Stacy Torres is an assistant professor of sociology at the University of California at San Francisco.

For two days, confusion has reigned in California. Ironically, in an area known for technological innovation, our basic infrastructure is bowing to the forces of nature, and information about the power cutoffs that Pacific Gas & Electric has ordered to minimize the threat of wildfire has been hard to find.

More than a “massive inconvenience,” as Gov. Gavin Newsom (D) called the shutdown, this unprecedented measure marks a new low in public confidence that could have far-reaching consequences on California and its residents. It’s fueling anger, distrust and bitterness from Californians already struggling to meet basic needs in the midst of an affordable housing crisis, staggering gas prices and increasing precarity in gig economy jobs that offer barely a living wage. We are supposed to be the state that represents America’s bright future. But what happens when that future goes dark?

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Like many Californians, I am suspended between two parallel worlds: that of my overflowing email inbox where life and work mostly proceed as usual at the university where I work in San Francisco, where power would remain on, and the other in which potential chaos waits around the corner.

When I stood on my front porch in East Oakland on the first day of planned shut-offs, everything seemed normal. A gentle breeze ruffled my hair and the trees. Renovation on two derelict houses across the street continued without interruption; gentrification couldn’t afford to take the afternoon off. Crisp needles carpeted the lawn beneath the redwood tree in my backyard — combustible material waiting for a spark to ignite under the right conditions.

At present, my home lies just outside the shut-off zone, downward from the fire-prone hills. Today, living in the poorer “flats” has its advantages. But I have no guarantee the power will stay. Getting accurate and complete information has frustrated everyone. PG&E’s website has remained down or only partially functioning since Tuesday.

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Many of us are winging it, keeping our fingers crossed that we are not among the unfortunates plunged into the dark. I went to bed with a number of questions for which I had only some answers: What conditions will we wake up to? (Who knows.). How will we make coffee? (Probably not at all.). Will trains run? (Yes.). How will I connect to the Internet? (Travel to somewhere with electricity.) Will we lose all of our perishable food? (Maybe.) How long can it last in the refrigerator? (Apparently, not as long as I thought.) Ice? (Oops. Too late now.)

I rearrange my day for a possible blackout, working on tasks that require electricity and Internet connections in the morning. And I count my blessings that I am not one of the people most vulnerable to the loss of power.

But there is no blessing in what is happening to this state lately. The power outages have sparked anger at PG&E. The company’s offices in Oroville closed Wednesday after vandalism, and a barricade went up around its headquarters in San Francisco for “employee safety.” As a spokesperson said, “We have received feedback from frustrated customers.” Once cut, restoring power isn’t as easy as flipping a switch, and technicians will need to check overhead lines and transformers. This latest disruption won’t end quickly.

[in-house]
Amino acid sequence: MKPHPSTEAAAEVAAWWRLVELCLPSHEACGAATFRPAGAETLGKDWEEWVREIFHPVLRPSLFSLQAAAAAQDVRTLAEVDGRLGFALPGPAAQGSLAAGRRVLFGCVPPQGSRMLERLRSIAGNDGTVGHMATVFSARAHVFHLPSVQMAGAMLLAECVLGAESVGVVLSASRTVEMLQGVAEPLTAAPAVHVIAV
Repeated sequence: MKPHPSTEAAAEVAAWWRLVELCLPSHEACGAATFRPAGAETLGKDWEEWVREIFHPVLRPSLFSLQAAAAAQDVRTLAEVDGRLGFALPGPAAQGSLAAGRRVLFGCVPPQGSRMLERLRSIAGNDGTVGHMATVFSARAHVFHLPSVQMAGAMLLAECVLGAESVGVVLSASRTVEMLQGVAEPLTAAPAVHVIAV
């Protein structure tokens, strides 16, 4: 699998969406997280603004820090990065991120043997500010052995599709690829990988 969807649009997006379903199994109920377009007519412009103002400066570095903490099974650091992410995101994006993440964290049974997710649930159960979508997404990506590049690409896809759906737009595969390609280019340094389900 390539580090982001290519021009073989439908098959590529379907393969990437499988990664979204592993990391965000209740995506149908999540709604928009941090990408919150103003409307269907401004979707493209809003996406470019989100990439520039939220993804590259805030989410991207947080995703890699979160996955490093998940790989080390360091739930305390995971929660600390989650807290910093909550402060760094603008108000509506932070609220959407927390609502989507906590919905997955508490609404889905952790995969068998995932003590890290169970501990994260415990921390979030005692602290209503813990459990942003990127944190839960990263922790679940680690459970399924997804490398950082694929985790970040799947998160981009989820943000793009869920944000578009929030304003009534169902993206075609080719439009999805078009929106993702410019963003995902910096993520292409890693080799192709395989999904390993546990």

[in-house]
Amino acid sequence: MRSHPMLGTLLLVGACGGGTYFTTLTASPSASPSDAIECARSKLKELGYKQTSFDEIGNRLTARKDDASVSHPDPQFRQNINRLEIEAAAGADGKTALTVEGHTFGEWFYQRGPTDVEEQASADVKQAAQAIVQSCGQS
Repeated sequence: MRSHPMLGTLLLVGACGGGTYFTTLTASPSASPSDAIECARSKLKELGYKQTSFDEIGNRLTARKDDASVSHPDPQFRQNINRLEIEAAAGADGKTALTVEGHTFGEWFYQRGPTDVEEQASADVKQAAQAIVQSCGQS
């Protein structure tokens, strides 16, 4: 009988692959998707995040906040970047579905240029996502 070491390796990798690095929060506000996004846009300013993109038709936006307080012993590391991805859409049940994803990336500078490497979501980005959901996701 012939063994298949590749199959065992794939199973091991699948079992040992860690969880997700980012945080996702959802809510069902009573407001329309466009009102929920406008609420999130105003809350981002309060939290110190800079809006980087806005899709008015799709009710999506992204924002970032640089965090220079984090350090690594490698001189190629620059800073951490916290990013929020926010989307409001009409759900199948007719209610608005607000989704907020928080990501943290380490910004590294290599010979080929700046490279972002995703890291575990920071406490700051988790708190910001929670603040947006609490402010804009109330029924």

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More unsettling are the long-term questions about what the shutdown portends: Is this the new normal? Advancing climate change and severe weather events coupled with crumbling infrastructure and a lack of will to invest publicly in fixing these problems don’t inspire much optimism. Newsom expressed disapproval at PG&E’s deferred maintenance that has created this situation, but he offered no clear vision for going forward. Though he said he supported the company’s decision to take “proactive measures” to combat fire dangers, he added, “They’re in bankruptcy because of their terrible management, going back decades,” Newsom said. “It’s time for them to do the right thing. Get out of bankruptcy and get this system into the 21st century.” Until then, we remain at the mercy of PG&E and the winds.

California has the fifth-largest economy in the world. But in recent surveys, more than half of Californians have considered leaving the state and, for the first time, cite homelessness as a top concern. Across San Francisco, Oakland and Berkeley, apocalyptic scenes of tent encampments spread into new areas each day, it seems. In my corner of East Oakland, garbage from illegal dumping piles up on the streets. Perhaps we never had much confidence in institutions and essential services, but lately everything feels more on edge. Now we can’t even count on the lights staying on.

In their 1960s folk classic “California Dreamin’,” the Mamas and the Papas sang, “All the leaves are brown and the sky is gray,” referring to a cold New York City and their longing to return to California’s safety and warmth. These days the line could easily describe the California of the past few Octobers, as vegetation crisped and browned after a long period of drought and wildfire smoke choked the crystal-blue skies. Is the dream over? Maybe we’re just waking up. And there’s a lot of work to do.

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